The proposed research seeks to decipher the mechanism of viral RNA replication, a key step in production of progeny viruses and their spread to uninfected cells. A greater understanding of these mechanisms will facilitate our design of novel antiviral therapies. We study this process in the nodavirus Nodamura virus (NoV) so that we can harness its ability to replicate its positive-strand RNA genome to tremendously high levels in a wide range of host cells NoV provides an excellent model to study more complex, positive-strand RNA viruses pathogenic to humans. Although this model virus has not yet been associated firmly with human disease, recent studies have linked novel NoV-like viruses to human diarrheal or paralytic illnesses. Thus, we propose that NoV could serve as a model to understand the diseases caused by human Coxsackie viruses and newly designed experiments compare NoV replication complex assembly with that of the enterovirus Coxsackie A virus 21 (CVA21). Replication of NoV and CVA21 RNA occurs via the synthesis of complementary negative strand replication intermediates, which are used as templates for synthesis of additional positive strands. Both reactions are catalyzed by a virus-encoded RNA-dependent RNA polymerase (RdRp). Initiation of viral RNA replication in a host cell requires recognition of the RNA template by the RdRp and assembly of membrane- bound RNA replication complexes (RC's), the sites of RNA replication in the cell. The proposed studies focus on two major areas that impact RC assembly: 1) structural requirements of template recognition by the RdRp and subsequent template recruitment to the RC and 2) the role of RdRp post-translational modification in RC assembly. We hypothesize that recruitment of the required components is controlled by structure-dependent RNA-protein interactions between the RNA template and viral (and/or cellular) proteins and by post- translational modification of the RdRp. We will use a combined genetic and biochemical approach to make mutations that effect RdRp-binding to RNA templates or prevent modification of the RdRp and test their effects on RNA replication, RNA binding studies to measure interactions between the RNA template and the RdRp, microscopy studies to study changes to subcellular localization of the RdRp in response to mutagenesis, and liquid chromatography-tandem mass spectrometry (LC-MS/MS) to identify the amino acids in the RdRp that are post-transnationally modified. We will also design a new RNA structure prediction tool to facilitate identification of long-range base pairing interactions within more complex viral RNA genomes. We propose the following Specific Aims: 1) Define the role of RNA structural elements in recognition by the RdRp and recruitment of RNA templates into mitochondrial RC's and 2) Determine the role of post-translational modification of the nodavirus RdRp in the formation of and recruitment of other proteins to membrane-bound RC's. The results of these studies will provide insight into viral RNA replication mechanisms and identify new targets for antiviral therapies.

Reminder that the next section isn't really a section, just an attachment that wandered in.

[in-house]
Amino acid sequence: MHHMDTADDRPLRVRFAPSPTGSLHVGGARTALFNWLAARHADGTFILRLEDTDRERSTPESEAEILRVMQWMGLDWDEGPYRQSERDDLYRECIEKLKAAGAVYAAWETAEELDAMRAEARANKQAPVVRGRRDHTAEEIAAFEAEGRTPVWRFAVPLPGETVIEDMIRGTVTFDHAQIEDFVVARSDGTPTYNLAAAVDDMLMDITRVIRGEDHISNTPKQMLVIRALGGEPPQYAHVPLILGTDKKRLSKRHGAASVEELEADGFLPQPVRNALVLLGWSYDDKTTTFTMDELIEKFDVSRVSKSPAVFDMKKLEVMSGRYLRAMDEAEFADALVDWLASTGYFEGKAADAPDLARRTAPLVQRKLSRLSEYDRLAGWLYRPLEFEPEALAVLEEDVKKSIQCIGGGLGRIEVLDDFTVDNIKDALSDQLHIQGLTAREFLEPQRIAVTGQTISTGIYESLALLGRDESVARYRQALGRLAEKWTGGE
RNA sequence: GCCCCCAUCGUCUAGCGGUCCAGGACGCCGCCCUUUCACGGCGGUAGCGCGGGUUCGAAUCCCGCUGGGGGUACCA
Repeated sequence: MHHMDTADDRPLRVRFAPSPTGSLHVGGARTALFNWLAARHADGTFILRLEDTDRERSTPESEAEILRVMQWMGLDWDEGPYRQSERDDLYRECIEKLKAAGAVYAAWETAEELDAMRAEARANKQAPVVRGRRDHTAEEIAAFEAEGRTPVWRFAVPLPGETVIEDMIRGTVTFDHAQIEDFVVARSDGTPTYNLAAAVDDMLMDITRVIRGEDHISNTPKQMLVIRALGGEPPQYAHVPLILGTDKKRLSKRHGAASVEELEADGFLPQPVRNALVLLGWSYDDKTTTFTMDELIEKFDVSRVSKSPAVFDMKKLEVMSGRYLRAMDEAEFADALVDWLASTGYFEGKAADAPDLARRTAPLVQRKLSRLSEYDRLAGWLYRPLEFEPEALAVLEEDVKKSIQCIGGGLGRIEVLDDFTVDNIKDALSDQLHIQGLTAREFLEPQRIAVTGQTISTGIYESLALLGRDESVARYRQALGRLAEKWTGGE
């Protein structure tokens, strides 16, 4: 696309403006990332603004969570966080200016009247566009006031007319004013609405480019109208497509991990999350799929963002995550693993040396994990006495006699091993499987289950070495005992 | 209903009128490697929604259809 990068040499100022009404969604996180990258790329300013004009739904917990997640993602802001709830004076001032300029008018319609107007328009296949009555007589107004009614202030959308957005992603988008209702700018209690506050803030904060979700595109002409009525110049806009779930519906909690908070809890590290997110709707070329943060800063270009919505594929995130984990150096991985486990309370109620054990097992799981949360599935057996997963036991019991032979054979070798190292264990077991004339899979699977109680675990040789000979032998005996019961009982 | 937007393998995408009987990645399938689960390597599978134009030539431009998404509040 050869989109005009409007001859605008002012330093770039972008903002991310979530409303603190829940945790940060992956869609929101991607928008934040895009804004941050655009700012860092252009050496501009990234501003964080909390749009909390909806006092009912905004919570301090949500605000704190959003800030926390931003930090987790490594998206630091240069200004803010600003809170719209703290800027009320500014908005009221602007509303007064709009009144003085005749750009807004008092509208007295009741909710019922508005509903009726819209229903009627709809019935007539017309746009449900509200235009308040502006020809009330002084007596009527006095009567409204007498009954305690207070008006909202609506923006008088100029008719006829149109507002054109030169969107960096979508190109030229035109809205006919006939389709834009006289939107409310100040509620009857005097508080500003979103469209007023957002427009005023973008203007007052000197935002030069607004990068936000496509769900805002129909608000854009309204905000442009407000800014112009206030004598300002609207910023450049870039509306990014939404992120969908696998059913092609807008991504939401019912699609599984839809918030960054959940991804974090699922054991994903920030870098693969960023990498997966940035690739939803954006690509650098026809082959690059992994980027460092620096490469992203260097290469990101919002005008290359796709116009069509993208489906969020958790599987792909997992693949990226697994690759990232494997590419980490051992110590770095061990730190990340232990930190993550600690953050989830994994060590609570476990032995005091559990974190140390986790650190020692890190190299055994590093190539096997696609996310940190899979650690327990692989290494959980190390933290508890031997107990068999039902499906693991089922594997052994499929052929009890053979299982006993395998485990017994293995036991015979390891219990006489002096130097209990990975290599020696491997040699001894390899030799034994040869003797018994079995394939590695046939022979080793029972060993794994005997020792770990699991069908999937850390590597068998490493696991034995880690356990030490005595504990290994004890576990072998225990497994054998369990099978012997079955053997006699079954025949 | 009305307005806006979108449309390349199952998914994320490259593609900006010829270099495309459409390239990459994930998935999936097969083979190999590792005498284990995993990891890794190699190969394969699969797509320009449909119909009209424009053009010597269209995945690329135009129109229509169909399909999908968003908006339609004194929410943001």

Public Health Relevance

The results of the proposed studies will broaden our understanding of global RNA replication mechanisms shared by other pathogenic viruses with more complex positive-strand RNA genomes as well as potentially emerging pathogens. This study will uncover essential processes in viral RNA replication common to many pathogenic viruses and will identify new targets for antiviral therapies.

National Institute of Health (NIH)
National Institute of Allergy and Infectious Diseases (NIAID)
Academic Research Enhancement Awards (AREA) (R15)
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Special Emphasis Panel (ZRG1)
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Cassetti, Cristina
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University of Texas El Paso
Schools of Arts and Sciences
El Paso
United States
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